Focus is key for Arsenal's endgame

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The Independent Football

For seven long months Arsenal have ploughed stylishly through the dual campaigns of the domestic and European game, sustained by the well of pain they developed after last season's surrender of the title.

For seven long months Arsenal have ploughed stylishly through the dual campaigns of the domestic and European game, sustained by the well of pain they developed after last season's surrender of the title.

Now, nine points clear in the Premiership, paired with a disjointed Manchester United in the FA Cup semi-finals, and facing their "bunny", Chelsea, in the Champions' League quarter-finals, they must guard against that most implacable foe of the talented: complacency.

This afternoon, at Highbury, they will be reminded of the way this stealthy opponent slipped under the radar last season, prompting a crisis of confidence that ended with the relinquishing of the Premiership pennant.

Seven points had been dropped in five matches but Arsenal remained masters of their own destiny when they visited the Reebok on 26 April. Well into the second period they were two-up and coasting to a victory that would return them to the summit. Arsenal eased up, inviting pressure.

With Martin Keown scoring an own goal, Bolton Wanderers forced a draw. The following day, at White Hart Lane, United moved five points clear. The race was over. The eight-point lead Arsenal held in March was ultimately replaced by a five-point deficit. Bolton was, said Arsène Wenger yesterday, "the final blow".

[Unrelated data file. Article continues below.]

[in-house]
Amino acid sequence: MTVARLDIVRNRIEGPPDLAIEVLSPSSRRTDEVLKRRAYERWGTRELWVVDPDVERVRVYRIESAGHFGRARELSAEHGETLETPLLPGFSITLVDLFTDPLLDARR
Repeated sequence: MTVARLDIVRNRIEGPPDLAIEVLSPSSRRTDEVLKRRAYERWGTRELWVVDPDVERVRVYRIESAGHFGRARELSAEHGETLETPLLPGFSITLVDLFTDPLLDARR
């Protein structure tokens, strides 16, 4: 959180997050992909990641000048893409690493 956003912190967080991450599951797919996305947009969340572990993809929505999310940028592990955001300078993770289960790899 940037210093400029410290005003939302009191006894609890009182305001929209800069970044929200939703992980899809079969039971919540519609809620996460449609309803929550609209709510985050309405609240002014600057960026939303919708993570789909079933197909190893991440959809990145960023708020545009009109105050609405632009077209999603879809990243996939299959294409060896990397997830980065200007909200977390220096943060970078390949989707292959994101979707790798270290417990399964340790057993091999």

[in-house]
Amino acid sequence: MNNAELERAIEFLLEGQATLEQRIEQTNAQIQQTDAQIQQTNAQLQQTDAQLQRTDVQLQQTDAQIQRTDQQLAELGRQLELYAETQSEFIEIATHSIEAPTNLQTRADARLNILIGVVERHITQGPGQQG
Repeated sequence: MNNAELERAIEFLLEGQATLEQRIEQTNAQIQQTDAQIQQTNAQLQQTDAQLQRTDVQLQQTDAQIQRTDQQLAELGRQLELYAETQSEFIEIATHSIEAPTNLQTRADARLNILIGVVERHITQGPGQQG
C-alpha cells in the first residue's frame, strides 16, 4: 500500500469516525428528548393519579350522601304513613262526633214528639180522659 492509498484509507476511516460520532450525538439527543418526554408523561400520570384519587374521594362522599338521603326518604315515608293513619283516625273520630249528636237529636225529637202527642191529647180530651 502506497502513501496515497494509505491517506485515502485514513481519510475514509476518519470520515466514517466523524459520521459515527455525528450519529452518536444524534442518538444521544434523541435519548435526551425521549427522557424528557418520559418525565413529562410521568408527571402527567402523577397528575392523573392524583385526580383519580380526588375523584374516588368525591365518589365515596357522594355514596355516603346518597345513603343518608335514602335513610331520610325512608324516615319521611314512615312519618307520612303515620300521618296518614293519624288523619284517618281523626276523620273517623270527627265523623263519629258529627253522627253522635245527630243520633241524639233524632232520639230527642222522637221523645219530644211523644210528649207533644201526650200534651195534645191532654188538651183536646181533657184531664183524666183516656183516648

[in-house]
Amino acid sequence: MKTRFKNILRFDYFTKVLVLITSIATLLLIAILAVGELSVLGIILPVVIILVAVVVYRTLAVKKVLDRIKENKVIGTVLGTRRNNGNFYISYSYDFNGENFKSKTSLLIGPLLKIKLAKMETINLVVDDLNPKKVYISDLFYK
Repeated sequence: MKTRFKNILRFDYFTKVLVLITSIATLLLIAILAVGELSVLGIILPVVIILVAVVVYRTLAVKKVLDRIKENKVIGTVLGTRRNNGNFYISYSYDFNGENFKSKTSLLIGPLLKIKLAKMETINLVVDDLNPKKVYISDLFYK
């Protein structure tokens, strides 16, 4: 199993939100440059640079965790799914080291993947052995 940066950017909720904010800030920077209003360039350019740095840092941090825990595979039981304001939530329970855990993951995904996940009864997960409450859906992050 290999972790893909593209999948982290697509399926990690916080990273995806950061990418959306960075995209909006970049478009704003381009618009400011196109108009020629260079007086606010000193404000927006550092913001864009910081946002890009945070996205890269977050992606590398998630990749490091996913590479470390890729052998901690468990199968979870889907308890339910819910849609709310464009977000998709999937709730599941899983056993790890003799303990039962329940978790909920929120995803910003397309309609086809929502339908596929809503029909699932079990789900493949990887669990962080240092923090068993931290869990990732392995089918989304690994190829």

It can happen. Even the shortest-priced favourites fail. For a moment at Cheltenham on Thursday afternoon it seemed Best Mate would be boxed in and lose the Gold Cup. The thoroughbred came through but horse racing has many examples when one has not, most famously Devon Loch's collapse in the 1956 Grand National which let ESB in for victory.

It may be tough being second but leading carries a pressure of its own. Greg Norman's disintegration against Nick Faldo in the 1996 US Masters was a classic example, the Australian letting slip a six-stroke lead in the final round to lose by five strokes.

In 1989, Laurent Fignon's third Tour de France success seemed secure as he embarked on a victory lap around Paris on the final-stage time trial. Greg LeMond remorselessly overhauled his 50-second lead to win by eight seconds, the narrowest margin in Tour history.

No such list would be complete without mention of Headingley '81, when Ian Botham and Bob Willis inspired England, at one stage 500-1 outsiders in a two-team contest, to the most remarkable of all Test victories over Australia.

Returning to football, there were plenty of examples of a front runner imploding before last season, dating right back to Sunderland's failure to hang on in 1901.

Manchester United will this weekend be recalling 1996, when Eric Cantona's invention, and Peter Schmeichel's resistance, led a late charge which reeled in Kevin Keegan's Newcastle United. Twelve points clear in January, they finished four adrift.

Arsenal's coach, Pat Rice, will remember being in the Arsenal team which, having been seven points (equivalent now, in these days of three for a win, to 10 points) behind Leeds United at the end of February 1971, put together a run of nine successive victories which enabled them to take the title, and their first Double.

In mid-March the previous year Leeds, like Arsenal this year, had looked on course for the Treble. Of their first 52 matches that season they had lost three, a run which put them top of the pre-Premiership Football League, and in the European Cup and FA Cup semi-finals. However, a run of eight matches in 22 days sapped their energy. The championship was lost to Everton, the European Cup semi-final to Celtic and, after an exhaustingly prolonged semi-final with Manchester United, the FA Cup to Chelsea.